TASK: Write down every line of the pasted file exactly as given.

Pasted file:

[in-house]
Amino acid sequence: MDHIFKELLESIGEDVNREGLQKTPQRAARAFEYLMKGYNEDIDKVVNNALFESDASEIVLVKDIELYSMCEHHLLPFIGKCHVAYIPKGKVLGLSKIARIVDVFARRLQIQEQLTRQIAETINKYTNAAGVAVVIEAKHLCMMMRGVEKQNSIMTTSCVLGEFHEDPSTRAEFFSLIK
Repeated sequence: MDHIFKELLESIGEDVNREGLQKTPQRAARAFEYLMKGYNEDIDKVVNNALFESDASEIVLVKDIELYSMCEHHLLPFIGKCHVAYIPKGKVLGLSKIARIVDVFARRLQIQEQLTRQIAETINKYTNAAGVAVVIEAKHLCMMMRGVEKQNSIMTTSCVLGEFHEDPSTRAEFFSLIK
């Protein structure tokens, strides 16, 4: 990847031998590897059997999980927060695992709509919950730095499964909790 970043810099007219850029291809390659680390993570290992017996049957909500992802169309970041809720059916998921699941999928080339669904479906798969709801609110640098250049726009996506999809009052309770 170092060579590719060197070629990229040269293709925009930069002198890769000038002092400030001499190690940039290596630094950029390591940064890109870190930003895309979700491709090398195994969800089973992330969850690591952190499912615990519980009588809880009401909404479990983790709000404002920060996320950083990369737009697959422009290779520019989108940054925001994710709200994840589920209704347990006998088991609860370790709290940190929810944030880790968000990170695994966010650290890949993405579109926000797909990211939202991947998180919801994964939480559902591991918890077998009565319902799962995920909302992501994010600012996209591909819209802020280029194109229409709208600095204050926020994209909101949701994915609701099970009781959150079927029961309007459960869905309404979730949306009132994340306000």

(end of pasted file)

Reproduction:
[in-house]
Amino acid sequence: MDHIFKELLESIGEDVNREGLQKTPQRAARAFEYLMKGYNEDIDKVVNNALFESDASEIVLVKDIELYSMCEHHLLPFIGKCHVAYIPKGKVLGLSKIARIVDVFARRLQIQEQLTRQIAETINKYTNAAGVAVVIEAKHLCMMMRGVEKQNSIMTTSCVLGEFHEDPSTRAEFFSLIK
Repeated sequence: MDHIFKELLESIGEDVNREGLQKTPQRAARAFEYLMKGYNEDIDKVVNNALFESDASEIVLVKDIELYSMCEHHLLPFIGKCHVAYIPKGKVLGLSKIARIVDVFARRLQIQEQLTRQIAETINKYTNAAGVAVVIEAKHLCMMMRGVEKQNSIMTTSCVLGEFHEDPSTRAEFFSLIK
């Protein structure tokens, strides 16, 4: 990847031998590897059997999980927060695992709509919950730095499964909790 970043810099007219850029291809390659680390993570290992017996049957909500992802169309970041809720059916998921699941999928080339669904479906798969709801609110640098250049726009996506999809009052309770 170092060579590719060197070629990229040269293709925009930069002198890769000038002092400030001499190690940039290596630094950029390591940064890109870190930003895309979700491709090398195994969800089973992330969850690591952190499912615990519980009588809880009401909404479990983790709000404002920060996320950083990369737009697959422009290779520019989108940054925001994710709200994840589920209704347990006998088991609860370790709290940190929810944030880790968000990170695994966010650290890949993405579109926000797909990211939202991947998180919801994964939480559902591991918890077998009565319902799962995920909302992501994010600012996209591909819209802020280029194109229409709208600095204050926020994209909101949701994915609701099970009781959150079927029961309007459960869905309404979730949306009132994340306000």